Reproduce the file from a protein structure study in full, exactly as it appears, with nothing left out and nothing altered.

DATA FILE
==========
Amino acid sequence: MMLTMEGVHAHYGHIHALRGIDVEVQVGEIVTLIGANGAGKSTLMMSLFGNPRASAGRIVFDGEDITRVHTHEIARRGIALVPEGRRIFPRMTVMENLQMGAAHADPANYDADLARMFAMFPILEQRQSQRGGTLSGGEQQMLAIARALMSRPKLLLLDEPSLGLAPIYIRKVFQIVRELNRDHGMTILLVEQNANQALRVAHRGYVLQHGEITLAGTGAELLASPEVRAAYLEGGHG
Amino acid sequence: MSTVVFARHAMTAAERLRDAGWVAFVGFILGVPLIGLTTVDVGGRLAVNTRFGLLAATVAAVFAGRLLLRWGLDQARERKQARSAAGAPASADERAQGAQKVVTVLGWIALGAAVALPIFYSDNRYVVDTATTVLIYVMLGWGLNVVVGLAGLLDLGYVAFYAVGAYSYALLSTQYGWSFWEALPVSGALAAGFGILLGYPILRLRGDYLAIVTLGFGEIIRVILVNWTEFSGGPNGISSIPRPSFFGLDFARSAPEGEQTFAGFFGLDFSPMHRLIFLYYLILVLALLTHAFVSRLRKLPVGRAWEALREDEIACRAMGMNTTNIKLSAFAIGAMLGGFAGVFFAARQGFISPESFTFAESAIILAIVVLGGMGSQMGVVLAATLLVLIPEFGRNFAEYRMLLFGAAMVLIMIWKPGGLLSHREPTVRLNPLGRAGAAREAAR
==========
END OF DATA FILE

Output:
Amino acid sequence: MMLTMEGVHAHYGHIHALRGIDVEVQVGEIVTLIGANGAGKSTLMMSLFGNPRASAGRIVFDGEDITRVHTHEIARRGIALVPEGRRIFPRMTVMENLQMGAAHADPANYDADLARMFAMFPILEQRQSQRGGTLSGGEQQMLAIARALMSRPKLLLLDEPSLGLAPIYIRKVFQIVRELNRDHGMTILLVEQNANQALRVAHRGYVLQHGEITLAGTGAELLASPEVRAAYLEGGHG
Amino acid sequence: MSTVVFARHAMTAAERLRDAGWVAFVGFILGVPLIGLTTVDVGGRLAVNTRFGLLAATVAAVFAGRLLLRWGLDQARERKQARSAAGAPASADERAQGAQKVVTVLGWIALGAAVALPIFYSDNRYVVDTATTVLIYVMLGWGLNVVVGLAGLLDLGYVAFYAVGAYSYALLSTQYGWSFWEALPVSGALAAGFGILLGYPILRLRGDYLAIVTLGFGEIIRVILVNWTEFSGGPNGISSIPRPSFFGLDFARSAPEGEQTFAGFFGLDFSPMHRLIFLYYLILVLALLTHAFVSRLRKLPVGRAWEALREDEIACRAMGMNTTNIKLSAFAIGAMLGGFAGVFFAARQGFISPESFTFAESAIILAIVVLGGMGSQMGVVLAATLLVLIPEFGRNFAEYRMLLFGAAMVLIMIWKPGGLLSHREPTVRLNPLGRAGAAREAAR